This has become my favourite walk in Northumberland’s Cheviot Hills and is strongly recommended. The Upper Coquet valley is particularly attractive with small streams cutting through green rolling hills rising up to the Border Ridge & Pennine Way. Whilst lacking the craggy feature filled landscape of the Lakeland Fells, this walk still provides a cracking day in the hills, ultimately ending on the regions best top Windy Gyle.
- Distance = 10.4 miles (16.74 km)
- Duration = 5 hrs 38 mins, in very high winds (start 12.00pm, finish 5.38pm)
- Total Ascent = 2,522ft (769m), max heigh Windy Gyle 2,031ft
- Start/Finish = Trows Rd End, (Slymefoot) Car Park, west of Barrowburn
- Date = Sunday 9th February 2014, cloud, sun, wind, cloud, rain + wind
- Total people seen = 4
- Click on the Route Map below to zoom in/out
Why this route
The temptation for anyone new to the Cheviots is often to head for the highest hill; I did this myself years ago and the experience put me off for ages. Despite being the highest English top outside Cumbria, The Cheviot (2,674ft/815m) is a disappointingly bleak and boggy plateau. Fortunately far more fun can be found on the smaller hills and especially in Upper Coquetdale. The best of these is undoubtedly Windy Gyle (2,031ft/691m) which is not particularly impressive in itself yet the location and views make it something special. Of the many routes available this one undulates nicely, maintaining interest and varied views throughout the day. There’s also lots of small variations available that can either lengthen or shorten the walk as required. I go anticlockwise which leaves the highlight of Windy Gyle something to look forward to at the end. It can certainly be done in reverse however I find walking up by the Trows Beck or ‘The Street’ less exciting than using these in descent. Another great reason to go anti clockwise is after finishing on Windy Gyle you can choose at least 4 different descent routes depending on time & fitness. Today’s route covers the shortest most direct route back, also see the other Cheviots posts here for alternatives.
The starting point is the small parking area at Trows Road End also known as White Bridge or Slymefoot (site of dodgy old smugglers pub), half an hours drive west of Rothbury along the Coquet Valley where the Coquet meets the Rowhope Burn. Important tip – enjoy the scenery however keep an eye on the twisty road, mind the sheep and beware puddles as they cover many a pothole. Take it slowly.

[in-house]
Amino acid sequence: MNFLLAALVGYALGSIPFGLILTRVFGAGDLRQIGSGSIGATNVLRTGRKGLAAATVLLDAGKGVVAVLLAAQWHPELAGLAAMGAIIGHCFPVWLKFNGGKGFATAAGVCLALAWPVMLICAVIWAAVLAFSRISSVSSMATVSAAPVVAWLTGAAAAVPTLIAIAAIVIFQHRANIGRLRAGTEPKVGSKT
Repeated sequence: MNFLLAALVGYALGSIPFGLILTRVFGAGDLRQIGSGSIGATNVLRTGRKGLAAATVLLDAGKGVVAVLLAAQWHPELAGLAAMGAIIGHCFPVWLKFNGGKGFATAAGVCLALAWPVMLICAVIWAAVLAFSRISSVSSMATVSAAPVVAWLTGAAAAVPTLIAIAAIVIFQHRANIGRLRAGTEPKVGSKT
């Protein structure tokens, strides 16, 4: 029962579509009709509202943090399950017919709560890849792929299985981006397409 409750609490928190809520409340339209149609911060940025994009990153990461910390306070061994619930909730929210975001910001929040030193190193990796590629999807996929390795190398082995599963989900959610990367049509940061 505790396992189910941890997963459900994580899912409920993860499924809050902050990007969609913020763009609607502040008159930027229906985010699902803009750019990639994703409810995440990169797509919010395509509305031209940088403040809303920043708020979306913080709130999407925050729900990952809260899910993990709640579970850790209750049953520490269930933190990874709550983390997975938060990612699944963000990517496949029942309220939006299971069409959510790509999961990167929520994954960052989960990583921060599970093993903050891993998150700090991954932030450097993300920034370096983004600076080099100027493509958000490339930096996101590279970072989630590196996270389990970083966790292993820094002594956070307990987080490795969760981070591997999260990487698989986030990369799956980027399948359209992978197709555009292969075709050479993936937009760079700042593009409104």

Route Summary (done over 5 stages)
- From the Car park up to Shillhope Law summit
- Shillhope Law along to The Middle
- The Middle, down and up to the Border Gate
- Border Gate up to Windy Gyle
- Windy Gyle back to the car (4 ‘descent’ choices)
Route Detail & Pics from Sunday 9th Feb 2014
Stage 1 – From the Car park to Shillhope Law (1,644ft) – a short but very pleasant road walk which quickly gets the legs going. After 5 mins take a gate behind the Barrowburn Tea Room, over a small bridge crossing the Hepden Burn then bend left to the Deer Hut & Camping Barn. Once over the stile you can shorten the day by following the excellent bridleway rising gently straight up to the trees. However I strongly recommend taking the feint sheep track angling from the stile slightly uphill then curving up right, across grass heading straight for Shillhope. On reaching a gate you follow the fence steeply up on boggy ground but you are soon at the top and rewarded with a belting view. On top is a stone shelter & trig point which gives a little respite from any wind. Only 1,644ft/501m, yet feels much higher. This section has taken me between 35 – 45 mins depending on my fitness & the conditions. There’s a good sense of achievement so early in the day, the downside being you have to retrace your steps losing much of the height gain, but it’s worth it 🙂